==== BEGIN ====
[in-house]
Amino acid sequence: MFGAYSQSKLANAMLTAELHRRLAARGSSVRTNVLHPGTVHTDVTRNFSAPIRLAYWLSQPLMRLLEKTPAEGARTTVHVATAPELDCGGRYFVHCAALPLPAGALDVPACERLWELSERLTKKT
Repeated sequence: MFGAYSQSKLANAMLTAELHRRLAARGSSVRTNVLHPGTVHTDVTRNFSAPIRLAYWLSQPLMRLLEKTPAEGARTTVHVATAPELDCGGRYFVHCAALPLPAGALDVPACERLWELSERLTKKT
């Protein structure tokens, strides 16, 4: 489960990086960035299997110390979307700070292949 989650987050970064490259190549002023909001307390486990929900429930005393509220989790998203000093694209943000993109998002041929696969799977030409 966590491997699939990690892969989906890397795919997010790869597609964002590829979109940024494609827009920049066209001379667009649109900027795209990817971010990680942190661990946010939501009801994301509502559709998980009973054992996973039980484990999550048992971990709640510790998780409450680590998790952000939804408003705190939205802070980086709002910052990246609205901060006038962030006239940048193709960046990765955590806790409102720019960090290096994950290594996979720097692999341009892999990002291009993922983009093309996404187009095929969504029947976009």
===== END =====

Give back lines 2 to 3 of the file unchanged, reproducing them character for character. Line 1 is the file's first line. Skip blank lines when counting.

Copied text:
Amino acid sequence: MFGAYSQSKLANAMLTAELHRRLAARGSSVRTNVLHPGTVHTDVTRNFSAPIRLAYWLSQPLMRLLEKTPAEGARTTVHVATAPELDCGGRYFVHCAALPLPAGALDVPACERLWELSERLTKKT
Repeated sequence: MFGAYSQSKLANAMLTAELHRRLAARGSSVRTNVLHPGTVHTDVTRNFSAPIRLAYWLSQPLMRLLEKTPAEGARTTVHVATAPELDCGGRYFVHCAALPLPAGALDVPACERLWELSERLTKKT